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WHEN TO STORE ENERGY IN A STOCHASTIC ENVIRONMENT

Authors

  • Barbara Fischer,

    1. Evolution and Ecology Program, International Institute for Applied Systems Analysis (IIASA), Schlossplatz 1, A-2361 Laxenburg, Austria
    2. Department of Behavioural Ecology, Institute of Ecology and Evolution, University of Bern, Wohlenstrasse 50A, CH-3032 Hinterkappelen, Switzerland
    3. E-mail: barbara.fischer@bio.uio.no
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    • Present address: Centre for Ecological and Evolutionary Synthesis (CEES), Department of Biology, University of Oslo, P.O. Box 1066 Blindern, N-0316 Oslo, Norway.

  • Ulf Dieckmann,

    1. Evolution and Ecology Program, International Institute for Applied Systems Analysis (IIASA), Schlossplatz 1, A-2361 Laxenburg, Austria
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  • Barbara Taborsky

    1. Evolution and Ecology Program, International Institute for Applied Systems Analysis (IIASA), Schlossplatz 1, A-2361 Laxenburg, Austria
    2. Department of Behavioural Ecology, Institute of Ecology and Evolution, University of Bern, Wohlenstrasse 50A, CH-3032 Hinterkappelen, Switzerland
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Abstract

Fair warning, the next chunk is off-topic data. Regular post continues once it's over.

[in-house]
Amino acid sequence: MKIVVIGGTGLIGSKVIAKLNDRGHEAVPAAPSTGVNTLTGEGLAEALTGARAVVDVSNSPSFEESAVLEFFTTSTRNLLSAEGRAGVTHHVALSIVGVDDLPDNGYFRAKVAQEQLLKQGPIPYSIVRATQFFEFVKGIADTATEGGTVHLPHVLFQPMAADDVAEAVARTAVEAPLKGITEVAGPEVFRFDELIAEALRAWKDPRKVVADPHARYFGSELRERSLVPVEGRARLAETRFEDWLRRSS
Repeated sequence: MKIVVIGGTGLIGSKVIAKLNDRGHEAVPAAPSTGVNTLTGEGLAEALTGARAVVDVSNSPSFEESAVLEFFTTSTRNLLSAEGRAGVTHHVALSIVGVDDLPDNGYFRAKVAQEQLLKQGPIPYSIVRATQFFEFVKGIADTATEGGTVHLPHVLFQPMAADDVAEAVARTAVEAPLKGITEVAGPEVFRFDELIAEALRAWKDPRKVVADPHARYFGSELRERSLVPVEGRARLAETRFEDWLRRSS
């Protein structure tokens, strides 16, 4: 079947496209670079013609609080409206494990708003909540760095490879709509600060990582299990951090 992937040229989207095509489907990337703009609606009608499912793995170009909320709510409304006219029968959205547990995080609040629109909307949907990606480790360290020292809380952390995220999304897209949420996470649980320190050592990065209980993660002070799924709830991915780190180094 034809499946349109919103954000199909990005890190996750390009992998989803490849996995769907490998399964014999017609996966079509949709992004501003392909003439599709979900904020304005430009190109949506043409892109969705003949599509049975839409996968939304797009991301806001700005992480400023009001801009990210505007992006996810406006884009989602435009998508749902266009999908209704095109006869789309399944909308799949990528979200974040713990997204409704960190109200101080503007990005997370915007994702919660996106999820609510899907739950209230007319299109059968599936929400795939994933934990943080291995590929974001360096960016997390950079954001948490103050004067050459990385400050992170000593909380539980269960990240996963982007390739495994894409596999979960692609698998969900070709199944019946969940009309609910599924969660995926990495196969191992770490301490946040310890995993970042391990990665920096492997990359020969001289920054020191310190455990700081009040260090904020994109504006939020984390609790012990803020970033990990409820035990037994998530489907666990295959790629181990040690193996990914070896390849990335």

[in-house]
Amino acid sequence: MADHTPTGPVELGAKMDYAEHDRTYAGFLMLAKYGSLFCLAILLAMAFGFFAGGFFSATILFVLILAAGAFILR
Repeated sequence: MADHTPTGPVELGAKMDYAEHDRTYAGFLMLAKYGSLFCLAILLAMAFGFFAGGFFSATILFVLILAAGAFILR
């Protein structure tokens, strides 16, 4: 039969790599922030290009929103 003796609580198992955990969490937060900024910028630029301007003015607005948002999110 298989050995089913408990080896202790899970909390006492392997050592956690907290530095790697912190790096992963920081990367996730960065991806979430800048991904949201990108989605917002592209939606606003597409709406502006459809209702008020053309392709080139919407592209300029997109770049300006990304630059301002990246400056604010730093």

The ability to store energy enables organisms to deal with temporarily harsh and uncertain conditions. Empirical studies have demonstrated that organisms adapted to fluctuating energy availability plastically adjust their storage strategies. So far, however, theoretical studies have investigated general storage strategies only in constant or deterministically varying environments. In this study, we analyze how the ability to store energy influences optimal energy allocation to storage, reproduction, and maintenance in environments in which energy availability varies stochastically. We find that allocation to storage is evolutionarily optimal when environmental energy availability is intermediate and energy stores are not yet too full. In environments with low variability and low predictability of energy availability, it is not optimal to store energy. As environments become more variable or more predictable, energy allocation to storage is increasingly favored. By varying environmental variability, environmental predictability, and the cost of survival, we obtain a variety of different optimal life-history strategies, from highly iteroparous to semelparous, which differ significantly in their storage patterns. Our results demonstrate that in a stochastically varying environment simultaneous allocation to reproduction, maintenance, and storage can be optimal, which contrasts with previous findings obtained for deterministic environments.

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